Georgia, Florida Reopening Fails to Create Spike in Coronavirus Deaths

One of the great fears that have been spread about the coronavirus pandemic is that states and localities that open from lockdown “too soon” will see a spike in deaths from the disease. Indeed, Governor Brian Kemp of Georgia, a Republican, came in for some special criticism along the lines that he was willing to see people die in order to restart the economy of his state. Erick Erickson explains.

“Between April 20 and May 1, a recurring trending hashtag on Twitter was KempHasBloodOnHisHands. Democrat politicians and others assailed Kemp, claiming people were going to die because of him.”

Ron Fournier, a former journalist and now owner of a PR firm was especially pungent in his criticism in an April 20 tweet.

“Mark this day. Because two and three weeks from now, the Georgia death toll is blood on his hands. And as Georgians move around the country, they’ll spread more death and economic destruction.”

By May 1, most businesses in Georgia were open with certain conditions and protections Two weeks later, according to the National Review, the spike in deaths has not materialized not only in Georgia but also in Florida, which has reopened as well. Indeed, it has been quite the opposite.

“In particular, Georgia and Florida, which were projected to see a sharp rise in new cases, have not experienced major new outbreaks in the past week. The average number of new daily cases in Florida declined by 14 percent over the past week, and Georgia’s average new daily cases dropped by 12 percent during the same time period, according to an analysis by Axios.”

What the experiences of Georgia and Florida tell about the policy of locking everyone down and then gradually letting people and businesses out with restrictions is open to discussion. Every state is different, with different regions within states. Also, testing for coronavirus of people who have the disease but are showing no symptoms is an inexact science thus far. Some public health experts suspect that far more people have had the coronavirus than is generally suspected, but don’t know it. They either had no symptoms or experienced something they took for a case of the flu.

Erick Erickson suspects that the hysteria that took place when Georgia and other states opened because of bad modeling. Also, most journalists are based in New York when the coronavirus pandemic is especially bad, because of dense populations and the incompetence of elected officials such as New York Gov. Andrew Cuomo.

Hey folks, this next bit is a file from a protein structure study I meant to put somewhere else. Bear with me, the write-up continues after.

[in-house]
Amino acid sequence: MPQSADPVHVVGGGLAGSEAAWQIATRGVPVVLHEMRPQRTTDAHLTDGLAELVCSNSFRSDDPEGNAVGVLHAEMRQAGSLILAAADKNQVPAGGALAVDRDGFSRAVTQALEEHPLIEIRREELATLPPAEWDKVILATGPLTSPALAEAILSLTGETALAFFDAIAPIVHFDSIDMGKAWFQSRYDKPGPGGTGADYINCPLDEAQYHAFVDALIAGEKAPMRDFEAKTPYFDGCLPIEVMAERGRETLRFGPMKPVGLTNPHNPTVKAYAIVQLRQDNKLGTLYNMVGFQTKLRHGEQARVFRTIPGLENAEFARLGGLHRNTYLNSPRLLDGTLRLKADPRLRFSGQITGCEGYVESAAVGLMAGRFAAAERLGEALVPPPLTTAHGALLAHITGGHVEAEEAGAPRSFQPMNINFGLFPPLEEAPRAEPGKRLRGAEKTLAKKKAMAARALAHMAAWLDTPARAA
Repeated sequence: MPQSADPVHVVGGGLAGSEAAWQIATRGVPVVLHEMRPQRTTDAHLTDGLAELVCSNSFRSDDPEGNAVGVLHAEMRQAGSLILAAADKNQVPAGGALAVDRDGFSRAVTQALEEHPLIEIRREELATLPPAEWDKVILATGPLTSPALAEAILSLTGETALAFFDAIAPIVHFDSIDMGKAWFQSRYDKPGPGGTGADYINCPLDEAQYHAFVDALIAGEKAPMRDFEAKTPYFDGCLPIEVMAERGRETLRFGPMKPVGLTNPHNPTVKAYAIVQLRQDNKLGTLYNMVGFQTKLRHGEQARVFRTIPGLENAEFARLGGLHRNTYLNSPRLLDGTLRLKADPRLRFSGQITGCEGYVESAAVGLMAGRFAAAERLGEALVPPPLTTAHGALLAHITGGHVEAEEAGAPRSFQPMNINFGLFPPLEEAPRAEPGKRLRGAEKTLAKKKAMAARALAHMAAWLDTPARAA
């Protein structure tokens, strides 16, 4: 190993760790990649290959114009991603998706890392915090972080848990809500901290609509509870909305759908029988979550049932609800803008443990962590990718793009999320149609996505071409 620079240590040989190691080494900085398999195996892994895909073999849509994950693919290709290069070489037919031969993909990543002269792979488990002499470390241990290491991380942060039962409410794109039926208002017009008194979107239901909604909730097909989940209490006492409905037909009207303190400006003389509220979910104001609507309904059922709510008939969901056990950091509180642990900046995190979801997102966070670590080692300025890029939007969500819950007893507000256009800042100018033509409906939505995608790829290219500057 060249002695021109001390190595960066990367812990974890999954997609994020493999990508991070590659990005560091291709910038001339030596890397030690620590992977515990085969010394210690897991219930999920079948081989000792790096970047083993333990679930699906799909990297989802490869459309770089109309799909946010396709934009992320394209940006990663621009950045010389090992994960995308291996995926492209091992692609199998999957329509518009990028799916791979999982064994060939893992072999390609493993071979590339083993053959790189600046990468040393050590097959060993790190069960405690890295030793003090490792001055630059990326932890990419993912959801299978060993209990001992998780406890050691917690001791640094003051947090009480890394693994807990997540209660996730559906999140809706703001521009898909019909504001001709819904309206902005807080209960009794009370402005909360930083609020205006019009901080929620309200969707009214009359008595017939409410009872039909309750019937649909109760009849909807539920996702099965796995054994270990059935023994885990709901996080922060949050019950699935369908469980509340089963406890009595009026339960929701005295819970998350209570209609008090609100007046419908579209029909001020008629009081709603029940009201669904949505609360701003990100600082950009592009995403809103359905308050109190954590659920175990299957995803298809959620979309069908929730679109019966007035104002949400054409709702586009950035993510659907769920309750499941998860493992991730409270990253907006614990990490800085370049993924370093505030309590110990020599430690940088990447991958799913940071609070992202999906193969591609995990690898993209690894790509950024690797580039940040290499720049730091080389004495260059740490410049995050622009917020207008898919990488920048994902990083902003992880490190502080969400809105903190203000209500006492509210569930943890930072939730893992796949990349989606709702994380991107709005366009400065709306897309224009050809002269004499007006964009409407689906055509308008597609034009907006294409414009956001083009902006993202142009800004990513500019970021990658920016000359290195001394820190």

Cuomo, who is able to talk a good game during press conferences, made two crucial mistakes that caused thousands of New Yorkers to die. He forced nursing homes to accept elderly coronavirus patients to convalesce, which turned those places into hot zones. He failed to clean and sanitize the New York City subway system, turning it into a venue of disease transmission. Cuomo has correct both mistakes and coronavirus infections and deaths are on a downslope in his state as well.

Gov Kemp and other Red State governors have by and large avoided such blunders. The average rate of infection and death from coronavirus has been much less than inside the blue state northeast of the country.

The experience of Georgia, Florida, and other states that have eased off of lockdown suggests that the way to stem the coronavirus is not to clamp down on and enact eternal shelter in place policies, as seems to be the policy in some blue states such as Michigan., The best policy is to let people out but to mandate mask-wearing, social distancing, and the frequent use of soap and sanitizer.  Hot Air explains.

“Doing nothing except casual social distancing produces a staggering death toll. An indefinite lockdown without mask-wearing cuts the death toll massively — but forget that, since indefinite lockdowns are infeasible. The most life-saving option by far turns out to be widespread mask-wearing along with basic social distancing after lockdowns are lifted. Precisely the scheme the U.S. could be headed for right now if people would stop screeching about social control and spend $8 at Etsy for a mask.”

The message is that while wearing a mask is an inconvenience it is the less bad alternative of all the others. That policy seems to be the one where states like Georgia and Florida are headed for. When the vaccine becomes available and the coronavirus becomes a bitter memory, the time when we had to wear masks will be a story to aggravate the grandchildren with.